We use a piece of hose to keep the excess water from staining the timber

Step 5: Fill the Reservoir

Now that the drainage hole has been added, you can fill the reservoir. We use scoria or screenings for this purpose, but any clean builders rubble such as broken up bricks, or even small stones can be used. Fill the reservoir to the exact height of the drainage hole.

Too much material added will mean that the soil wont contact the water, and the bed will stay dry.

Too little material added will mean the soil could get waterlogged.

Once you’ve filled the reservoir to the correct level, place a layer of shade cloth to prevent the planting soil from filtering down into the reservoir.

Use shadecloth to keep the planting soil from falling down into the water reservoir.

Use shadecloth to keep the planting soil from falling down into the water reservoir.

 

Step 6: Fill with soil

Add your soil, compost or other growing medium to the wicking bed. Don’t quite fill it all the way to the top just yet.

Fix the plastic to the inside of the wicking bed with a staple gun

Fix the plastic to the inside of the wicking bed with a staple gun

Now that the wicking bed is almost filled, remove the clamps that were temporarily holding the plastic in place. Use a staple gun to fix the plastic to the timber and cut away any excess plastic with scissors or a sharp knife.

Fill the wicking bed to the top with your planting soil.

 

Step 7: Planting and Watering

Our self-watering  wicking bed, all ready for planting

Our self-watering wicking bed, all ready for planting

Use a hose or watering can to add water into the reservoir via the watering pipe. Keep adding water until it begins to flow out of the drainage hole. At this point, cross your fingers and check for any water leaking from places other than the drainage hole.

Your wicking bed is now ready for planting. It’s a good idea to water the soil from above for the first week as it will take time for the wicking process to fully dampen the soil.

Keep the reservoir topped up. The requirement for this varies depending on the weather conditions, but once a week should be fine in summer.

It’s a good idea to put an old can, jar lid or cup over the top of the watering pipe. This stops the dreaded mozzies finding their way into the water reservoir and reproducing.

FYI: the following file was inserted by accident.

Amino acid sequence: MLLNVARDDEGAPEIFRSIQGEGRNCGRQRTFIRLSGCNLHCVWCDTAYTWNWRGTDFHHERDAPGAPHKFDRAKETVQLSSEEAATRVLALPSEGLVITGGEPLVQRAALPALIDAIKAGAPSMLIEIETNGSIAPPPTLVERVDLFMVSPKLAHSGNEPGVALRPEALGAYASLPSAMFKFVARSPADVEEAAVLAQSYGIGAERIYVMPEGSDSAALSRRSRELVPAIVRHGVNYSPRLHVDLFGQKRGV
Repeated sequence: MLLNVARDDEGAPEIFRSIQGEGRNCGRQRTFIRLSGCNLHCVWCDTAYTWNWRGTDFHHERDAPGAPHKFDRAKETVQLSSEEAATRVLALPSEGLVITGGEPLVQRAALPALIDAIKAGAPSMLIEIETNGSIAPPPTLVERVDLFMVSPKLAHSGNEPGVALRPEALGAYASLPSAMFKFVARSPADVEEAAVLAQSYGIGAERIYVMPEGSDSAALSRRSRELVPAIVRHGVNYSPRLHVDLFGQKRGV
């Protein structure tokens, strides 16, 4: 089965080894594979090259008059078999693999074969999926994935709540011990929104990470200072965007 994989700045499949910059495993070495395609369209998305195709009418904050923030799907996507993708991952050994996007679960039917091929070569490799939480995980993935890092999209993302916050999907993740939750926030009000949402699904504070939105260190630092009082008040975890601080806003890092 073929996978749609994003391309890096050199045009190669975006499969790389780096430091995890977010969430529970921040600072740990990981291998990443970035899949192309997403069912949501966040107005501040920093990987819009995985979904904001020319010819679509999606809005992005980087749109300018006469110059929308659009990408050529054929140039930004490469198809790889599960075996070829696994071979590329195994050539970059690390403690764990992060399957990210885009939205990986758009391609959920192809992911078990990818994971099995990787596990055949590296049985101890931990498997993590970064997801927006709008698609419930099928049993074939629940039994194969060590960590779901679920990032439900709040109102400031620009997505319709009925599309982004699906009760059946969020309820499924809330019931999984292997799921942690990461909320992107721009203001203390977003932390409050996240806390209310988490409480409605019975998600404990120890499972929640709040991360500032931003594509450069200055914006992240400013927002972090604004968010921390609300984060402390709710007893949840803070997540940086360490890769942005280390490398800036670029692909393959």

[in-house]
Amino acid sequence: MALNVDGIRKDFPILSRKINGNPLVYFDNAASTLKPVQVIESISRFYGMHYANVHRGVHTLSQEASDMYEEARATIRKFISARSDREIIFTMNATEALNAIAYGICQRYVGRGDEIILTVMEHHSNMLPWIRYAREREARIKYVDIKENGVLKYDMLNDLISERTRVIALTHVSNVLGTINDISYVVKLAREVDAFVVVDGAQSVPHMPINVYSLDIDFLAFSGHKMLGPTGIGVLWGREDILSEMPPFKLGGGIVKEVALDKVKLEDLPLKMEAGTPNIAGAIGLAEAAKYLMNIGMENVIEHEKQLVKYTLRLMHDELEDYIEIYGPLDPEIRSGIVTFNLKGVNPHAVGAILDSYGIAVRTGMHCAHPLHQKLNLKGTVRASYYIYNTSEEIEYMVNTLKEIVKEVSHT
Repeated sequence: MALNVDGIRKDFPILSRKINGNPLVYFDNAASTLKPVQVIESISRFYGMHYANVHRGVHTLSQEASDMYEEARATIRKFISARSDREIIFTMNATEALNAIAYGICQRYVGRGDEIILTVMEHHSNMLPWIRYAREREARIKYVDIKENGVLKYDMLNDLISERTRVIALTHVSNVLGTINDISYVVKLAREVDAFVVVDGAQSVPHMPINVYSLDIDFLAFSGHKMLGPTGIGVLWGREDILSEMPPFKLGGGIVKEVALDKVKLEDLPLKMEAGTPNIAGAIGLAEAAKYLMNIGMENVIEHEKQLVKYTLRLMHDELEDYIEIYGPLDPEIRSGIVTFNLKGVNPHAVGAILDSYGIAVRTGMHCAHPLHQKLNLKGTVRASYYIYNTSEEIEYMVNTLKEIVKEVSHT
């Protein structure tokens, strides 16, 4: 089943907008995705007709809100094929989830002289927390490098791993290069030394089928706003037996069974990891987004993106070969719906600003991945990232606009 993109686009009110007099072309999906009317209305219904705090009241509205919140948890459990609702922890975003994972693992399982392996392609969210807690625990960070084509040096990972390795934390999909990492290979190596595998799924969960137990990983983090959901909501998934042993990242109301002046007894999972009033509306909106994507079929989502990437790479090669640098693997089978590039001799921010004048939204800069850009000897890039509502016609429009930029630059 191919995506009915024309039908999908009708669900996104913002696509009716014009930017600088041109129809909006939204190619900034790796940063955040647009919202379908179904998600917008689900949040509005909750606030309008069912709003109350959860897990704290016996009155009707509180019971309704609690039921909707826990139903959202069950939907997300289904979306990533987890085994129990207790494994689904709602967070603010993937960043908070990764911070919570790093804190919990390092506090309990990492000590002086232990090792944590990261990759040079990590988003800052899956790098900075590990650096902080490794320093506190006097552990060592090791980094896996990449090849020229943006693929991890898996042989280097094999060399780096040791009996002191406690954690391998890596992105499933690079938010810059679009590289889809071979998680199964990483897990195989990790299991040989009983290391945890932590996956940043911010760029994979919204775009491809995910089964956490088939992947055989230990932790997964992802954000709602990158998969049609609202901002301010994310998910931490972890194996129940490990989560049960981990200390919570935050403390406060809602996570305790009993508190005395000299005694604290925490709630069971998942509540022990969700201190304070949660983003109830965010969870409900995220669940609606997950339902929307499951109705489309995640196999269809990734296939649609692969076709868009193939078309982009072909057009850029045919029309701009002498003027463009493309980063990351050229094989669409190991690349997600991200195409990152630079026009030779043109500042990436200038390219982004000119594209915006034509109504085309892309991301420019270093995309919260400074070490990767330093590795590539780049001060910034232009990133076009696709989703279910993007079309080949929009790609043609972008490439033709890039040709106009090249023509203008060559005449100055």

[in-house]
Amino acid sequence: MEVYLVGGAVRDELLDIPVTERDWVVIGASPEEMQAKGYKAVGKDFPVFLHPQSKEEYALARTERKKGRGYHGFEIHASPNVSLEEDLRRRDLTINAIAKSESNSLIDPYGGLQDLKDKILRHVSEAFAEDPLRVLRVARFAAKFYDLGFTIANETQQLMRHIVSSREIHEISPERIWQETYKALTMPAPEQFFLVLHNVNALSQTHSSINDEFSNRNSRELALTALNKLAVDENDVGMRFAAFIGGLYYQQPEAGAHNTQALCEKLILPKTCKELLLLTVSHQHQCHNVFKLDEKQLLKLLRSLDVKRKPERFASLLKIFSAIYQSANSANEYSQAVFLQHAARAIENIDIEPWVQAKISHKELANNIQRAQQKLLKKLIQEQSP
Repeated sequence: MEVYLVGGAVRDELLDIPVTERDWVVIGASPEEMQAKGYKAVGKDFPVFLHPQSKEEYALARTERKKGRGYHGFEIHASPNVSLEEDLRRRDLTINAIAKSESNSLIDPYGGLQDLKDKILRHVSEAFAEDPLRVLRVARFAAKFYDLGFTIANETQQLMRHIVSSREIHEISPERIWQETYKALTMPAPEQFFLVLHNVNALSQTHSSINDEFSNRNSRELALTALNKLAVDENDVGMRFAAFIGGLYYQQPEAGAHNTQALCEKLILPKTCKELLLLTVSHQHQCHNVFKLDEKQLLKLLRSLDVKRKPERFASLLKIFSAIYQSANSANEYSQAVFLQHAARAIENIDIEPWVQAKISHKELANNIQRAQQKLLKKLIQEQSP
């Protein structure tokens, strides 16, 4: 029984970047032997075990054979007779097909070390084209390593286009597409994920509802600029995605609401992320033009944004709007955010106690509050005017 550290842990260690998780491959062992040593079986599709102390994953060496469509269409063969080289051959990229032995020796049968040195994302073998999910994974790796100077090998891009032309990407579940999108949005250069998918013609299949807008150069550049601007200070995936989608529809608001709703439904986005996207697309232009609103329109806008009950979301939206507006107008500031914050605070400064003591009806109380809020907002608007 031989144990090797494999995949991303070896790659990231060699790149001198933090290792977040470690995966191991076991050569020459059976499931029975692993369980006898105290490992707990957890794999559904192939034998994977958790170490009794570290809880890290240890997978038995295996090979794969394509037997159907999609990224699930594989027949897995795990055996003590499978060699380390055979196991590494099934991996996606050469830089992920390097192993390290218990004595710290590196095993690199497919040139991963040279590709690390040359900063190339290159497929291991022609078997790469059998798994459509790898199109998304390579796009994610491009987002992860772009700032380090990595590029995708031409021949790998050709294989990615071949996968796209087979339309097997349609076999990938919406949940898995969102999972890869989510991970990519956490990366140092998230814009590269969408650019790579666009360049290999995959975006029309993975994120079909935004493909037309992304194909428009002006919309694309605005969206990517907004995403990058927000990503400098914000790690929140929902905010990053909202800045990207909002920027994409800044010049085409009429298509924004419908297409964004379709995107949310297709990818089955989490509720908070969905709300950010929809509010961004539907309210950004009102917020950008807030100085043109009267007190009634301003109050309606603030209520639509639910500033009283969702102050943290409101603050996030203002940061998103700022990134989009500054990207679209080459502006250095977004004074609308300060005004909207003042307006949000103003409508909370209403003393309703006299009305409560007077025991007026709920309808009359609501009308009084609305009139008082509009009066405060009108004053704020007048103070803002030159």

Within days we had microgreens and beetroot sprouting in our wicking bed.

Within days we had microgreens and beetroot sprouting in our wicking bed.

 

 

 

 


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4 thoughts on “Make Your Own Self-Watering Wicking Bed

  • Cants

    If you use a smaller sized container to create smaller wicking bed, such as old laundry sink is there a ratio of screening to soil that can be used as 30 cm of soil would be too deep .

    • Leaf, Root & Fruit Post author

      Hi Cants,

      I wouldn’t use less than 20cm of soil. If the vessel isn’t very deep then I would just forget the screenings and fill the entire garden bed with soil. It could still be a wicking bed, but I’d make the outlet very low down. Hope that helps. Good Luck!

  • Joanne

    Will the self watering wicking bed work for planting fruit trees eg. Dwarf lemons, limes..? Can you recommend some appropriate dimensions for building wicking beds for planting fruit trees?

    • Leaf, Root & Fruit Post author

      Hi Joanne,

      Thanks for your inquiry. A wicking bed will work for some fruit trees. I probably wouldn’t put citrus into a wicking bed though. The don’t like wet feet and are likely to have fungal issues such a phytopthora. If you were going to build a wicking bed for citrus then I would make the soil depth at least 40 to 50cm above the outlet height. But even then, there’s a good chance that the tree will die.

      When growing fruit trees in containers such as pots, I always say the bigger the better. As a minimum size I’d say you’d need a 50cm diameter pot. Preferably quite a deep one. For a wicking bed, if you have the option, then I’d go larger again. Say 1200 x 1200 x 800mm (l x w x h). Keep in mind that the tree will generally be better of in the ground than in a pot.

      The other issue you will have in growing fruit trees in a wicking bed is that the tree will have access to too much water. This might sound odd, but trees that are over-watered in late summer can have issues with bland, tasteless fruit. This is because all of that water dilutes the sugar.

      Good Luck and Happy Gardening!

      Duncan